For this, the Representation of the People Act, 1951, must be amended radically. Political contributions and spending should be rationalised and made transparent. There should be strict enforcement of the law to monitor the spending in elections. The laws relating to cash guzzling huge meetings, rallies, buying of legislators, unlawful defections and distribution of money to voters and other such developments need to be amended drastically and enforced strictly. In its place, simple and less expensive electioneering must be brought in, commensurate with the socioeconomic conditions of the country.
There can be fewer political parties with some durable policies and pluralistic ideologies, encouraging positive political development. Alliances should be made before elections with a policy or ideological compatibility and they should be adhered to at least till the end of the political term, if not forever. Forging alliances before and after elections on the spur just for the sake of sharing power or breaking governments should not be allowed.
What we need now are some very tough reforms in the realm of elections and their conduct. A government with a big majority like now has to think of such far-reaching reforms to make democracy work better and deliver the goods better for the people. Bringing in contentious, unilateral Bills and Acts which lead to long drawn controversies and attrition will not serve any purpose.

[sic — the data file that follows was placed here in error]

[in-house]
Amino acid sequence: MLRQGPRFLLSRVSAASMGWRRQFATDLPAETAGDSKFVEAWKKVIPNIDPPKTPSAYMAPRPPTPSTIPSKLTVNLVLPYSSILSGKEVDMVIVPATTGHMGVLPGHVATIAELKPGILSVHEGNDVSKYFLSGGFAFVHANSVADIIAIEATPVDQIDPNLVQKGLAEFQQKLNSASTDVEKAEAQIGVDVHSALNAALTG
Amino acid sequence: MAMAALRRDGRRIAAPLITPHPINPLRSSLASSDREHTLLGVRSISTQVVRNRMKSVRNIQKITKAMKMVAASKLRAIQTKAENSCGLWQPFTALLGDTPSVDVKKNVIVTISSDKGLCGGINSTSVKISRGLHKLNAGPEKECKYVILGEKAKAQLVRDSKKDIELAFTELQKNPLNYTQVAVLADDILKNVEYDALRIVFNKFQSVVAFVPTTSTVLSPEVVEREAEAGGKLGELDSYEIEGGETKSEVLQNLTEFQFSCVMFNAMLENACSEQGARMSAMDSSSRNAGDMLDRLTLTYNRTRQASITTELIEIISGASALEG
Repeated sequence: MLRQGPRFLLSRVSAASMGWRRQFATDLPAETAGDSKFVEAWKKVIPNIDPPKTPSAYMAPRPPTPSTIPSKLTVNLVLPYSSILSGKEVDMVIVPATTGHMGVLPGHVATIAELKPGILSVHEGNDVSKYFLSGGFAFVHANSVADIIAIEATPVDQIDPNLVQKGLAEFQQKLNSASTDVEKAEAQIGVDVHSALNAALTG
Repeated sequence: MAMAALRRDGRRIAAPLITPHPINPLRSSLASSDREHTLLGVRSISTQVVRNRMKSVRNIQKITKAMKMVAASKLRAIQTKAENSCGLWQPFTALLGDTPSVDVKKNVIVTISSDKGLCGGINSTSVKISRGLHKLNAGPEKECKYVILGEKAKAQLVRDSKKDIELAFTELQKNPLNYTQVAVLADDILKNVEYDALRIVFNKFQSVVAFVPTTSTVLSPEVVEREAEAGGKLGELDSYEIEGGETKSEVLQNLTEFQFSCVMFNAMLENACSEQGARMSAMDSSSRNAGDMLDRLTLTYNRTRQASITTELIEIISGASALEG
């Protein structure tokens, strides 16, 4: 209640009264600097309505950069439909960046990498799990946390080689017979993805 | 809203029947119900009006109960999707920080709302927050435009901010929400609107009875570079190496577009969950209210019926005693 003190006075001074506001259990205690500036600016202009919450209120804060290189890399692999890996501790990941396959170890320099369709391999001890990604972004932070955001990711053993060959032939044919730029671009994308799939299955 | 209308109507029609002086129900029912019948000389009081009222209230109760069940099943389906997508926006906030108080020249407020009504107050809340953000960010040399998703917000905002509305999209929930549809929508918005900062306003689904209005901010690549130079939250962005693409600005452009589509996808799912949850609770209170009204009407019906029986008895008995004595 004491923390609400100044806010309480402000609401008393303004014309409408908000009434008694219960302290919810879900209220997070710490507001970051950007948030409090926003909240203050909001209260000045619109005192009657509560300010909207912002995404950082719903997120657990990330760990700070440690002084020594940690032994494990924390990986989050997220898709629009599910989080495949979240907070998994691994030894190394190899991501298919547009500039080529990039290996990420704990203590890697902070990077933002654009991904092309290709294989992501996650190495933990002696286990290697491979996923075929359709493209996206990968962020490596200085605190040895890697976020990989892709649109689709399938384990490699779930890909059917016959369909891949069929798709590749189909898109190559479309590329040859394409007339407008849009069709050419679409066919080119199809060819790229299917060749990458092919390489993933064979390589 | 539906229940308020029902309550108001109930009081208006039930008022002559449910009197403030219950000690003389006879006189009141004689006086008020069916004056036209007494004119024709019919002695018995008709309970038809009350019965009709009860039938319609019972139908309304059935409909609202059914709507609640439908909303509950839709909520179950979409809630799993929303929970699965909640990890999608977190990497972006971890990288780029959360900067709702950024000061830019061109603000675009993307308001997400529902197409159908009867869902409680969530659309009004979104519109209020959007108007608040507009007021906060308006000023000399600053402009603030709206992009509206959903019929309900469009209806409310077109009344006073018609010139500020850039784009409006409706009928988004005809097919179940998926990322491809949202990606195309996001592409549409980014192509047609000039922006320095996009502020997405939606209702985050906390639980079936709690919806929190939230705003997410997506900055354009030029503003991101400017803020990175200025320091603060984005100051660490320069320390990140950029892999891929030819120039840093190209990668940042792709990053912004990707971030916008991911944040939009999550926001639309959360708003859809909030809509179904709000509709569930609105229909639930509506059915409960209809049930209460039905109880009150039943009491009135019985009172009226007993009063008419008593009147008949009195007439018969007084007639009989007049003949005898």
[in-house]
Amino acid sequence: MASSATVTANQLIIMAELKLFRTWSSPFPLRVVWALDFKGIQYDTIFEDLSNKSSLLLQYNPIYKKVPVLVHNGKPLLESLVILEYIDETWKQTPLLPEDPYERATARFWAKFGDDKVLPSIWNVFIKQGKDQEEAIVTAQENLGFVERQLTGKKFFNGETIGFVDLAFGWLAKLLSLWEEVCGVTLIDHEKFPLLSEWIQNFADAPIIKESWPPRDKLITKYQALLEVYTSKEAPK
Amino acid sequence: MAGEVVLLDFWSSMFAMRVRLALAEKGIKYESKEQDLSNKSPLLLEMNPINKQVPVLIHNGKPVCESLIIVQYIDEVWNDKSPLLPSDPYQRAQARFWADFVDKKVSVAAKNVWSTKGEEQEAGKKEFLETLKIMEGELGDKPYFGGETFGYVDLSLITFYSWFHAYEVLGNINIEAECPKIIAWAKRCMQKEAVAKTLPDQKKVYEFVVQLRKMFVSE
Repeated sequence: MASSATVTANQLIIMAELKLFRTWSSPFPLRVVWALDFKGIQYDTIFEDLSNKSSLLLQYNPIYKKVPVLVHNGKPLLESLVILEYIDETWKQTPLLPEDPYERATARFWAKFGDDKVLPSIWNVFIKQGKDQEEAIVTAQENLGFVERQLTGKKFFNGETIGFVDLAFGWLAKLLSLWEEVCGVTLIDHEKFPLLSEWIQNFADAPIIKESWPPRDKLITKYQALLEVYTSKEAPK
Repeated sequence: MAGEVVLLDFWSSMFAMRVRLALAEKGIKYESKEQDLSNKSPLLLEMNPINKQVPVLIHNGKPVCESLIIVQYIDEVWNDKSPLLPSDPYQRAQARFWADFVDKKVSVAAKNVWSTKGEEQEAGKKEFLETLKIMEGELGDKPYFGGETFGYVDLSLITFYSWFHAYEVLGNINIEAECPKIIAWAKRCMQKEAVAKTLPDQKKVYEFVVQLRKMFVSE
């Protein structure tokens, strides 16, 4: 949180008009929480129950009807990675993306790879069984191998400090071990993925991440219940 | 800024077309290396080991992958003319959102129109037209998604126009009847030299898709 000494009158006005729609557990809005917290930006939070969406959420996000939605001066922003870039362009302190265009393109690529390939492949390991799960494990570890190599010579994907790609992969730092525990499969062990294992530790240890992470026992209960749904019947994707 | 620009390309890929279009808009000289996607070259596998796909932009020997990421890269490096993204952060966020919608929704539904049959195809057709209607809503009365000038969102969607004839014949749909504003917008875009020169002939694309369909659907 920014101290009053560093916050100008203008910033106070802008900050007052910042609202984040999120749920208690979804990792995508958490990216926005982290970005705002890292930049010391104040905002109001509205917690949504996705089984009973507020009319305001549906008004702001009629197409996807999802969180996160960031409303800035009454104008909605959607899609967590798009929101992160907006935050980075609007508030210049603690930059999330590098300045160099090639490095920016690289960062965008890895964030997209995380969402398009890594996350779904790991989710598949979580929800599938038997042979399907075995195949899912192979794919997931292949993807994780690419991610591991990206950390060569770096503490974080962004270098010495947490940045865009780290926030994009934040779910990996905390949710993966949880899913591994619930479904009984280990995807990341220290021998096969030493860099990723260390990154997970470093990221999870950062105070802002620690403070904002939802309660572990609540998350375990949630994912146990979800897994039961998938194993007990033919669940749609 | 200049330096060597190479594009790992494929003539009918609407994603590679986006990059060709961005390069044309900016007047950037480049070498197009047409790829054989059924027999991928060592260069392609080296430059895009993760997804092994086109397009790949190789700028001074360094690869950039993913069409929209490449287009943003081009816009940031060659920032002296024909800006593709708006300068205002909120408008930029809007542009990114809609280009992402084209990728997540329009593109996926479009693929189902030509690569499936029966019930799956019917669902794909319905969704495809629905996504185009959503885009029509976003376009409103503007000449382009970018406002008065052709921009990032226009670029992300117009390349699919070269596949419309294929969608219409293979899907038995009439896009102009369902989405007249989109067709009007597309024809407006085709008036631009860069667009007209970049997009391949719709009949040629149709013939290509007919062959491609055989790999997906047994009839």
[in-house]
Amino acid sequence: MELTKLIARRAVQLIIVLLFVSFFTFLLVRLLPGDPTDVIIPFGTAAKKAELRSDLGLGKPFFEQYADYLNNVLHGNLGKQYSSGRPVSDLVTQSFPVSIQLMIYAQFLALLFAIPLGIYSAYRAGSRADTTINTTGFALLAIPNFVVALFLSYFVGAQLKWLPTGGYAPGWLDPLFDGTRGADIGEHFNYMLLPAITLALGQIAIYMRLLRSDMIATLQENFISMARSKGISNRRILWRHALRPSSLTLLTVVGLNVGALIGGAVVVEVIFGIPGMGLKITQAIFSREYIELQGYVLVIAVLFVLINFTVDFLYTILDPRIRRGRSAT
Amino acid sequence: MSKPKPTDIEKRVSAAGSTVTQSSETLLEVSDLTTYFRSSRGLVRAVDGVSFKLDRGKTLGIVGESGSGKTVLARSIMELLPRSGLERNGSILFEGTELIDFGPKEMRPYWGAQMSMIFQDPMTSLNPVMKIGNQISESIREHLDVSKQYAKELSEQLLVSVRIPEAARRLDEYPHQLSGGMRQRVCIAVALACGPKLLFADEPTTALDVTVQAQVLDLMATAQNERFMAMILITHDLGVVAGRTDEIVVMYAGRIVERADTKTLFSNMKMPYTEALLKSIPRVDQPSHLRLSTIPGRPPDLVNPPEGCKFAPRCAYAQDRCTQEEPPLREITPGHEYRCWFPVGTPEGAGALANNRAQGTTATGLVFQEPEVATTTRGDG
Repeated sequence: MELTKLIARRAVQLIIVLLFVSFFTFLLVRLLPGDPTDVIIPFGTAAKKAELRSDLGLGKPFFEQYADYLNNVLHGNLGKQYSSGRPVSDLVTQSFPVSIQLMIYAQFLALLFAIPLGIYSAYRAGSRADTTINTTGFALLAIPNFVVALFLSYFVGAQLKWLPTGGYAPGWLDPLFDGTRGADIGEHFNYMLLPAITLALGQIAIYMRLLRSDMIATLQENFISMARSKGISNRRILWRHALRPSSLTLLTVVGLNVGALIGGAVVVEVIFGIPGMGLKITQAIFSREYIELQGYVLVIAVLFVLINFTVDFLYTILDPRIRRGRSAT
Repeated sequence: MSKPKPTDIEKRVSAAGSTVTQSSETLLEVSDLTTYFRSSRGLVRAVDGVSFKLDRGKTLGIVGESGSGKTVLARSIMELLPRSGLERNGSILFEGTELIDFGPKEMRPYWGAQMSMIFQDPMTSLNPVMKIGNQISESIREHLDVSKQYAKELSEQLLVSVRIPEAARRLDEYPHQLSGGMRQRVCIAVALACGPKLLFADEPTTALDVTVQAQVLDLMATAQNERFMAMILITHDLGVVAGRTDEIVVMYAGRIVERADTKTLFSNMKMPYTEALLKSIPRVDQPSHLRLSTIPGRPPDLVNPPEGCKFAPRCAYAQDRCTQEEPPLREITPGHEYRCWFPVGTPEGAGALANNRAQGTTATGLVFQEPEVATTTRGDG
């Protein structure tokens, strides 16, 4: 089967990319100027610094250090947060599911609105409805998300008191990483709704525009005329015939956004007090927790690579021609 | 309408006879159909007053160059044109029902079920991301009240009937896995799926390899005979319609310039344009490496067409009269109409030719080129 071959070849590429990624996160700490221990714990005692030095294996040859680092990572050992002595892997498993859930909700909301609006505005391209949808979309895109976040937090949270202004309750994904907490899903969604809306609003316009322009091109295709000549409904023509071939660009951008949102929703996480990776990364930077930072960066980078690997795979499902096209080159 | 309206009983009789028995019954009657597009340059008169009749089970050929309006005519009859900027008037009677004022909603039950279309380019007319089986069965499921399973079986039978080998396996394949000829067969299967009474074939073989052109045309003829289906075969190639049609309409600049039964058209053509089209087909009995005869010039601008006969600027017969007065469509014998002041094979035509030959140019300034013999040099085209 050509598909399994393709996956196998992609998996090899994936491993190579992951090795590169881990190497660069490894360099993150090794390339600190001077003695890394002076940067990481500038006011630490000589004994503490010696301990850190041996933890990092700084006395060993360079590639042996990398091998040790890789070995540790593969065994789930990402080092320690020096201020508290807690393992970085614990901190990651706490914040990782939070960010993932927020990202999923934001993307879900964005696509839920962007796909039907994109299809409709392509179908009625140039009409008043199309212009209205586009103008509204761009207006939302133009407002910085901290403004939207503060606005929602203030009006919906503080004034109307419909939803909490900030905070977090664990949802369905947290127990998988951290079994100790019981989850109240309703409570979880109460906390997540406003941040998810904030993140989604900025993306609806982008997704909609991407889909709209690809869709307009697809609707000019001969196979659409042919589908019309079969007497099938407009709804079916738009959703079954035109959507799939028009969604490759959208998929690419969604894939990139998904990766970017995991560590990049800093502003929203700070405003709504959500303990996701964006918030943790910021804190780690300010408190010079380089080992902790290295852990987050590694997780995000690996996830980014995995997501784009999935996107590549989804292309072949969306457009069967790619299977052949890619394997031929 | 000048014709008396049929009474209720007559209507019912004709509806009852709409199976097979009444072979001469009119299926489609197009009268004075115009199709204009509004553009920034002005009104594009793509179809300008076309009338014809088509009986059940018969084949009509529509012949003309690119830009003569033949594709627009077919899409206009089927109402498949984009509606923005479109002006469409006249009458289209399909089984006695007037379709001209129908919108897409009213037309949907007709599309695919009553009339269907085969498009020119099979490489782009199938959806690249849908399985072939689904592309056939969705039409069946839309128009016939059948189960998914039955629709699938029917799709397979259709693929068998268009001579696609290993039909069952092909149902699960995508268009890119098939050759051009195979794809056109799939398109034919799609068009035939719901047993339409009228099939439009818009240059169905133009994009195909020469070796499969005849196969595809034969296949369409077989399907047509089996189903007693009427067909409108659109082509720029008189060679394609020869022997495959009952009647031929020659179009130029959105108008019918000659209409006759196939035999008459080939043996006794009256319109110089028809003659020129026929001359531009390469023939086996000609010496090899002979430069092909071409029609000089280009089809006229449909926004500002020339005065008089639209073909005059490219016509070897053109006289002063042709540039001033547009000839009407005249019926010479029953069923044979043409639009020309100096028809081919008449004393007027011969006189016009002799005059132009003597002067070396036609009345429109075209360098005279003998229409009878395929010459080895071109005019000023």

We can say without any compunction that in our elections around 60-70% of voters are paid money for votes by the contesting political parties. It is said about Rs 700 was spent on each voter in the 2019 elections. Unless we control it, all the other so-called reforms will not yield the desired results. It is like the ‘Namami Gange Project’. While allowing industrial effluents at the head to come into the river, cleaning the water down below spending thousands of crores will not make the Ganga clean.
(The author is a freelance journalist)